The First Battle of Bull Run on July 21, 1861, was a disaster for the North. The Northern public was hungry for heroes and eager for stories of individual courage and Union success. Wisconsin residents were understandably thrilled when the exploits of 2nd Wisconsin Captain William Strong made national news on the front page of the September 28, 1861, issue of Harper’s Weekly.
There, featured as the sole illustration on the cover, was the brave Union officer surrounded by six Confederate soldiers. The following article, “Gallant Exploit of Captain Strong, of the Second Wisconsin Volunteers,” described Strong’s reconnoitering of potential picket positions on September 6 along the Potomac River near Washington, D.C., and his sudden capture by the Rebels. The story recalled that when asked to surrender, 21-year-old Captain Strong, commander of Company F, shot two of his captors and ran to safety.
Strong shot the leader of the pursuing party but not before he was wounded and had several additional close calls with bullets passing through his clothing and canteen. Exhausted from his narrow escape and loss of blood, the captain was met by some of his pickets, who carried him back to camp. The story was picked up by Wisconsin newspapers, with the headline “Captain Strong’s Heroic Adventure” ensuring an even broader viewership of his exploits.
Shortly after the accounts were published, Major Charles H. Larrabee of the 5th Wisconsin Infantry, who commanded the picket line that day, documented Strong’s story for posterity in the archives of the State of Wisconsin. Writing to Mr. Lyman C. Draper, the corresponding secretary of the Wisconsin Historical Society, in his introduction to Captain Strong’s report, Major Larrabee stated:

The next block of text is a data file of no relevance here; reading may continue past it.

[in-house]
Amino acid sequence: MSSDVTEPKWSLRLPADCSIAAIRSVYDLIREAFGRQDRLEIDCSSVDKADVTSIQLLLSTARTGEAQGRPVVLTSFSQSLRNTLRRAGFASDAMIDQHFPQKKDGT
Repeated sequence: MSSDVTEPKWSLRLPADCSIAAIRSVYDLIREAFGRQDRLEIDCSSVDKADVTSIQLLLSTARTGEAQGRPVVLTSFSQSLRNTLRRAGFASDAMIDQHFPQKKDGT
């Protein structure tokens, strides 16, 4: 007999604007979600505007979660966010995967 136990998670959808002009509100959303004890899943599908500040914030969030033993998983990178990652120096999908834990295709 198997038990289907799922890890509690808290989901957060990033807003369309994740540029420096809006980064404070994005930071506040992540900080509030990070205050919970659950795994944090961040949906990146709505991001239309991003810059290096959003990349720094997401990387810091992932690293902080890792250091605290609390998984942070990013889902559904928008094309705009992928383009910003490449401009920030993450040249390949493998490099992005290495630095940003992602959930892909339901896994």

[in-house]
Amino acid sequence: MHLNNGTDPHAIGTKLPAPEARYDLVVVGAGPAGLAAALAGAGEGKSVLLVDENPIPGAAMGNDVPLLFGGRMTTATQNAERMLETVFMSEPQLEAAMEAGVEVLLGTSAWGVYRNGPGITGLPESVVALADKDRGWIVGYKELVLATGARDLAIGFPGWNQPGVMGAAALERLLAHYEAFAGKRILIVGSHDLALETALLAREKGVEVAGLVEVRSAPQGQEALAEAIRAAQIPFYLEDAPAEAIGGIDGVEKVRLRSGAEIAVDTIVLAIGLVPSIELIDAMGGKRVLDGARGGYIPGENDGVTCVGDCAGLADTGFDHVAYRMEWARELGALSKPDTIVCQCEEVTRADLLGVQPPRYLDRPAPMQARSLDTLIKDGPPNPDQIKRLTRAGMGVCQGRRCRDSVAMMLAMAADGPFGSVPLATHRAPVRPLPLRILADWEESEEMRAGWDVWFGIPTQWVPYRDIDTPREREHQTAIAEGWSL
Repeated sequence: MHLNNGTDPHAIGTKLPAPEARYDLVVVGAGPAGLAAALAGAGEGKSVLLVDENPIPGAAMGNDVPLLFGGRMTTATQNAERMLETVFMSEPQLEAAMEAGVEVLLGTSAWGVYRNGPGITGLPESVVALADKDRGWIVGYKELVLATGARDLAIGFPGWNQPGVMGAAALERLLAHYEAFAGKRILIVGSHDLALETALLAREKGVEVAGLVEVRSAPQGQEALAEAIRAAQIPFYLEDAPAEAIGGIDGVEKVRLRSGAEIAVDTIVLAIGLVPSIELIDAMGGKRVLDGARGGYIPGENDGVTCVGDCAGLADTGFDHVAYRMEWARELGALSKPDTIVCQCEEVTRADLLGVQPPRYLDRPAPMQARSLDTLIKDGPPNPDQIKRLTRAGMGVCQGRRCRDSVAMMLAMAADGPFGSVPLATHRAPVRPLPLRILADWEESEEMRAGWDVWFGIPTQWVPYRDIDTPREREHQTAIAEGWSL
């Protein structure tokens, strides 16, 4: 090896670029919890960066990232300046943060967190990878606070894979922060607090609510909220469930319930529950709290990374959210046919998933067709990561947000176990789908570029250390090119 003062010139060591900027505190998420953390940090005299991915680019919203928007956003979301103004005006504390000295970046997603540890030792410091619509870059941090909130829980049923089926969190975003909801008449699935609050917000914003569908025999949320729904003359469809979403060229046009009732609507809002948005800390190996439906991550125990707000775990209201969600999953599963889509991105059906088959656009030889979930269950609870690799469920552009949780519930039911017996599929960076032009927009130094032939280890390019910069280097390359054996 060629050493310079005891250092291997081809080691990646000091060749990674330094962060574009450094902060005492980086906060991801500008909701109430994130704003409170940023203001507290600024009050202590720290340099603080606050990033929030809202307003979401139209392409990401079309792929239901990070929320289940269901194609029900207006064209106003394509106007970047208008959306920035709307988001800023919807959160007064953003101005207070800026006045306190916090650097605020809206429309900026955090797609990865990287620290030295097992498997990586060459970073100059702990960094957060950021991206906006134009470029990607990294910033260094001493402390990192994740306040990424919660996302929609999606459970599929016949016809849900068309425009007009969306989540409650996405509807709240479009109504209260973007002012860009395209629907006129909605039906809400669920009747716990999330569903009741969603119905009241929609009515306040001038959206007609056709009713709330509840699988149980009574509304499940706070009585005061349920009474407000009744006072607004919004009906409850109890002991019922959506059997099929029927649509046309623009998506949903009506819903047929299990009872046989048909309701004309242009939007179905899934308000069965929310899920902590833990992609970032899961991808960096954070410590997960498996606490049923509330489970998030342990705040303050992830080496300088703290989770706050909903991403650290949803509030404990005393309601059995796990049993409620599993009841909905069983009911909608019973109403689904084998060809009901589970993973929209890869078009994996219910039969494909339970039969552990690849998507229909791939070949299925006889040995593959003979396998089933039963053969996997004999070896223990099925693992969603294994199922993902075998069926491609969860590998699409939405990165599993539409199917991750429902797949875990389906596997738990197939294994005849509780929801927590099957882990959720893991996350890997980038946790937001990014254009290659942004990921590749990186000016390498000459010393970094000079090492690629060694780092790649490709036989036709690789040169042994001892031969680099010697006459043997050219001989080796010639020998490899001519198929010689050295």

“I was Officer of the Day at this time, and as such had charge of the line of pickets of this command. We had but two days before come over at a double to repel a supposed Rebel advance on Chain Bridge, and had been occupied day and night in throwing up earth-works to strengthen our position. The lines of the pickets had been stationed in the night of Tuesday, 3d September, and were in some cases in bad positions. I had just returned from a visit along the left exterior line—the centre being the turnpike from the Chain Bridge to Leesburg—and intended visiting the right exterior line. I called to Capt. Strong to accompany me but he not being quite ready—then awaiting his dinner—I having entire confidence in his discretion, directed him to make a careful examination of the picket stations, and especially of the right outpost, and be prepared to report to me when I should return from the examination of our exterior line, what alterations were in his judgment needed. Particularly I wished him to see whether our enemy could pass along the banks of the Potomac to the right of our pickets. On my return I found the Captain wounded—with all the marks of his encounter on him—but full of self-reliance and manly strength. Dr. Ward had passed me, and at this time was returning with him to camp. To show you how coolly he bore up under his exertions, upon offering him my horse, he absolutely refused, saying he was as sound as ever; so he went on to camp, some two miles, on foot.